Steve, a friend of mine, arranges some travels to take pictures. Hmmm.... I guess I do too. And I think we do it to kind of confirm reality. To bring it back with us, not so much to show it off, as to examine it at our leisure. I've been examining the trip Rita and I took to Italy for a longer time than we traveled to Italy. And it will keep up for weeks. I could not afford the time, nor the money to be in Italy as long as I can examine and fit the meaning of Italy into my understanding of life thanks to photographs.
Yesterday Steve brought over a spectacularly framed image he created from his 6am visit to the base of Rome's Spanish Steps. It was a large exquisitely detailed photograph which he enhanced to suggest what a painter would imagine. He thought about that place and that moment far longer in post processing than he did at the moment he captured the virgin image. He's continuing to do that from photographs he made in Africa last year. We each continue our experience of reality through both the taking of photographs and the process of creating the final image.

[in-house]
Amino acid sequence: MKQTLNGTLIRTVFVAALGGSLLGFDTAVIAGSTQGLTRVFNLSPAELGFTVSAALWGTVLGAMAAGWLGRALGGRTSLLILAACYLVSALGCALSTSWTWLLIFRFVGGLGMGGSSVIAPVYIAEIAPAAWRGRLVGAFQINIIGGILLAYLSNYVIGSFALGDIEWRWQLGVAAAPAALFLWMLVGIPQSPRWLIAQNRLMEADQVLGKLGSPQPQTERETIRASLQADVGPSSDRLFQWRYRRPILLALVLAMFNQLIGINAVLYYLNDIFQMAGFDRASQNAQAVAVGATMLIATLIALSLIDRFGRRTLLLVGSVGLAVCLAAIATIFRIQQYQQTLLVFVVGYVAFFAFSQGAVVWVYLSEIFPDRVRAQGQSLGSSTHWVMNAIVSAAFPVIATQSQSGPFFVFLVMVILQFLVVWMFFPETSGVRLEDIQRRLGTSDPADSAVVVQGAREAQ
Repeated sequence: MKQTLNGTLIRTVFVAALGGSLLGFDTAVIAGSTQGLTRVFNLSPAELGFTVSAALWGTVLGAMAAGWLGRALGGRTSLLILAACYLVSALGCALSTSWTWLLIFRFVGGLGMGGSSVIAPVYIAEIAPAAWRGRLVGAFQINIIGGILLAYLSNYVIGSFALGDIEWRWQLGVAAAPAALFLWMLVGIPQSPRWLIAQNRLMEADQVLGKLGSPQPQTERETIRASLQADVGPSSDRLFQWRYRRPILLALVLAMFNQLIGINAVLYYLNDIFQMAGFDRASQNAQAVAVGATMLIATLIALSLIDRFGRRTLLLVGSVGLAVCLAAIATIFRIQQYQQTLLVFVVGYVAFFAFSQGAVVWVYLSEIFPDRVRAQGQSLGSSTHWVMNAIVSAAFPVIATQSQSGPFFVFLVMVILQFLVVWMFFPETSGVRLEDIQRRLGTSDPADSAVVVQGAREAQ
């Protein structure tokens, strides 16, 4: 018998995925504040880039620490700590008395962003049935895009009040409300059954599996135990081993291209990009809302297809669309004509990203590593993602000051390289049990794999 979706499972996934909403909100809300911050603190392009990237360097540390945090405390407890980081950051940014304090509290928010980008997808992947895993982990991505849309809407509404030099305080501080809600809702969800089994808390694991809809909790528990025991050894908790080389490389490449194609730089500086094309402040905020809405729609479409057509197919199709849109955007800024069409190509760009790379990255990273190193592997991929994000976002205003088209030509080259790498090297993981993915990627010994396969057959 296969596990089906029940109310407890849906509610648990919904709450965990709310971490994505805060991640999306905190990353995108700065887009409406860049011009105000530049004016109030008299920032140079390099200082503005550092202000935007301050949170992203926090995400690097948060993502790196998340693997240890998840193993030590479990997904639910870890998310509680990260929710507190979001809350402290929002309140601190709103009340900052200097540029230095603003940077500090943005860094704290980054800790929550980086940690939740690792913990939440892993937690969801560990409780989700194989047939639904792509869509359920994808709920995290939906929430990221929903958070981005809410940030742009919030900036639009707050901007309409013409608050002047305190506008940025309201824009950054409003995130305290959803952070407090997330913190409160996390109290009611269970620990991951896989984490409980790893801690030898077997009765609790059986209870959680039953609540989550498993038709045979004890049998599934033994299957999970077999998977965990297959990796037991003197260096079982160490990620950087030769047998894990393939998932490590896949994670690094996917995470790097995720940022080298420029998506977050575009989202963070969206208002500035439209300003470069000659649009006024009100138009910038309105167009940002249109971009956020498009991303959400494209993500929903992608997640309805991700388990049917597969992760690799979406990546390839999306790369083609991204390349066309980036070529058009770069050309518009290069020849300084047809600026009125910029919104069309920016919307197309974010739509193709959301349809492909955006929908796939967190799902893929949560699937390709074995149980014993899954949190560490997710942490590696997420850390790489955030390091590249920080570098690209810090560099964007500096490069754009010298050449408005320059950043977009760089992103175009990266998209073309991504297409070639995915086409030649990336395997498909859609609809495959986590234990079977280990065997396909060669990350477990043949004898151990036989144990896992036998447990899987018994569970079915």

I have the idea that photographers, and particularly art photographers, enjoy both a more intimate relationship with moments when they are photographing and a greater understanding of them than those who don’t study the place first to capture something elusive about it, then again as they bring the final image into existence. Photographers don't simply bring back trophies nor do we simply make memories linger... What is the word? We make them live.
Yes, we dip into moments with our digital buckets and carry the light back with us. See here in this Triptych how I've done that? See the immensity, the awesome dimensions, the astonishing control of the artists who created all of this room out of rock hard materials? And imagine how they imagined, then executed their imaginings... I'm doing that as I examine St. Peter's Basilica at my leisure - for a longer time than I could possibly afford to be there in body, as opposed to being there in my mind.